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Obituary: Professor Michael Lappert

Professor Michael Lappert, a familiar figure on the Sussex campus, has died at the age of 85.

He made major contributions to the revival of UK inorganic chemistry after 1950 and to the reputation of the former School of Chemistry and Molecular Sciences at Sussex, which became a world-class research centre for organometallic chemistry.

Mike was born in Czechoslovakia and came to London as a Kindertransport refugee.

He graduated with a first from the Northern Polytechnic in 1949, obtained his PhD two years later, and by 1957 was a senior lecturer.

Following three years at UMIST (University of Manchester Institute of Science and Technology), he joined Sussex as Reader in 1964 and was promoted to Professor in 1969.

Mike was elected a Fellow of the Royal Society (FRS) in 1979 and was President of the Dalton Division of the Royal Society of Chemistry from 1989-91. (Interestingly, he owned Dalton’s cottage in the Lake District. John Dalton (1766–1844) was an English chemist, meteorologist and physicist.)

He received the prestigious Kipping Award of the American Chemical Society in 1976 and numerous other international honours and named lectureships.

His most recent award in 2013 was an honorary degree from the University of Murcia.

Mike published over 800 papers on a huge range of subjects and it is rare even now to find any issue of the leading journals in inorganic or organometallic chemistry without references to his seminal work.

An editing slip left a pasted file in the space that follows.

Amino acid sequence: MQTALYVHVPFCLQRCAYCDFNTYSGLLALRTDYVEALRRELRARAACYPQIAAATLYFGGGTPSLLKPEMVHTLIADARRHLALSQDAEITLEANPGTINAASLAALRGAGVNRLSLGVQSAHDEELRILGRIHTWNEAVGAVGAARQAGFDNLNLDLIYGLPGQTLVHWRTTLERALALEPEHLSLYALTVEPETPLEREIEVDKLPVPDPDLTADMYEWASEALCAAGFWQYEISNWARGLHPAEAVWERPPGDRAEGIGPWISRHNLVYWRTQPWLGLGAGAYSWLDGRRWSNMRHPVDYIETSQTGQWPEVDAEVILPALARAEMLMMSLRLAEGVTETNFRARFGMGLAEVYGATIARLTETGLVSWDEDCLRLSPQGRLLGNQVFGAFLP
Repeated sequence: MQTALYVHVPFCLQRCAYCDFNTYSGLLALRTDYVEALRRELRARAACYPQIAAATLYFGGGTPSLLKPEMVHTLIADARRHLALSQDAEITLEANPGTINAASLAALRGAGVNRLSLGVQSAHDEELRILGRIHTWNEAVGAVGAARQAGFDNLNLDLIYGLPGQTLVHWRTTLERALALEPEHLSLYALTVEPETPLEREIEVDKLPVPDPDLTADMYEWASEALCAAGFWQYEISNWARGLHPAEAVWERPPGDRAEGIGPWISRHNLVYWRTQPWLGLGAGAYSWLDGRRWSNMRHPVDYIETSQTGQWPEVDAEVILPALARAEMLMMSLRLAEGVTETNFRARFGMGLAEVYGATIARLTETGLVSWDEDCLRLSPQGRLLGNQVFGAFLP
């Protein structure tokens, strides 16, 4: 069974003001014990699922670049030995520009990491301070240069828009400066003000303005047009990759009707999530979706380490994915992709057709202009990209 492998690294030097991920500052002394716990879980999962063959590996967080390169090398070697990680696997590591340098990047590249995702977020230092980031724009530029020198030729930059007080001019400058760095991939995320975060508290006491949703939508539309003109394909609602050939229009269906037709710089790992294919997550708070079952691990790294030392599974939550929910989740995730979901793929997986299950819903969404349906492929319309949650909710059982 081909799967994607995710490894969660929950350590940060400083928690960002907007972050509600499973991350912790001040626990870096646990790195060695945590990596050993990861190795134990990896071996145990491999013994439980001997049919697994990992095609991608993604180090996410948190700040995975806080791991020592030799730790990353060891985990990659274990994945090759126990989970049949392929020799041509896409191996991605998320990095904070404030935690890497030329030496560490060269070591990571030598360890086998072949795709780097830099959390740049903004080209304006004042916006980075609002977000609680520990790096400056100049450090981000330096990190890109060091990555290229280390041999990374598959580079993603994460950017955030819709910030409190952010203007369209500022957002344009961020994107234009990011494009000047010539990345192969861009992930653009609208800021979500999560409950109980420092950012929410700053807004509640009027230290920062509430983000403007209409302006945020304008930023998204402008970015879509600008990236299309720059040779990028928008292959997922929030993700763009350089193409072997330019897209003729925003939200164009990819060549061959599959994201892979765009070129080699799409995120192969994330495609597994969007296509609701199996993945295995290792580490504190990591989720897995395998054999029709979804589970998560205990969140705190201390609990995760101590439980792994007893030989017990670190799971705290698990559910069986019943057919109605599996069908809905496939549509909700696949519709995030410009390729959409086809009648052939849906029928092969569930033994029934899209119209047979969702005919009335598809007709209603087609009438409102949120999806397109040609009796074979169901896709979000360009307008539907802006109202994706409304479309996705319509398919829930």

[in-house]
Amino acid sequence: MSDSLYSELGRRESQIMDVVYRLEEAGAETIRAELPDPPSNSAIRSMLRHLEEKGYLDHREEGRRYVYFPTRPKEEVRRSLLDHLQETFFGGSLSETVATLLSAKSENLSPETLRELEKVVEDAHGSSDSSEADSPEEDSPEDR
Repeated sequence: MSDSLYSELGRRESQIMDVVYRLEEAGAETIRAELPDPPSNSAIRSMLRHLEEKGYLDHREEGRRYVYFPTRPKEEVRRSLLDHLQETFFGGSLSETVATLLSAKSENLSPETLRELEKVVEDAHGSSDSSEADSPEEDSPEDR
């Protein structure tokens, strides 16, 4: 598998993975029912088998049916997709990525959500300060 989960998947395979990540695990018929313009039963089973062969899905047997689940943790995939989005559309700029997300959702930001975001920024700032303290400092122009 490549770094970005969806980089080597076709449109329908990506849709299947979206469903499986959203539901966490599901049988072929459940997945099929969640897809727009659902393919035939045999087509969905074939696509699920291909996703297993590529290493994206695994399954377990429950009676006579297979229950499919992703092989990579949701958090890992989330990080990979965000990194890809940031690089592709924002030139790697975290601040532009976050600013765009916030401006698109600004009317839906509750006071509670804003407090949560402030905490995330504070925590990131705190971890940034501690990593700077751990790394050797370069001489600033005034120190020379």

His pioneering research covered almost every element in the periodic table and many organometallic compounds (involving a metal joined to an organic fragment), which are of enormous importance in catalysis, and the synthesis of drugs, plastics and new materials.

He was the first to show how to increase the stability of often transient species, by imaginative choice of the organic fragment, thereby facilitating deeper understanding of the underlying chemistry.

Mike was a polymath and could talk knowledgeably about art, literature, theatre, opera, politics and sport. Those of us who knew him enjoyed many interesting conversations on controversial topics.

He was extraordinarily kind and generous with his time and advice, especially with younger colleagues and his students, many of whom went on to distinguished careers in universities or industry. Typical comments in emails received the day after he died referred to Mike as “a great mentor” and “truly an inspiration”.

Mike was active until the end of his life, regularly attending colloquia. He was a member of a walking group and regularly played tennis. During a game on campus last Thursday (27 March) he fell and hit his head. He was taken to hospital but died later that evening.

Professor John Nixon FRS and Dr David Smith, Chemistry


Posted on behalf of: Chemistry
Last updated: Friday, 4 April 2014

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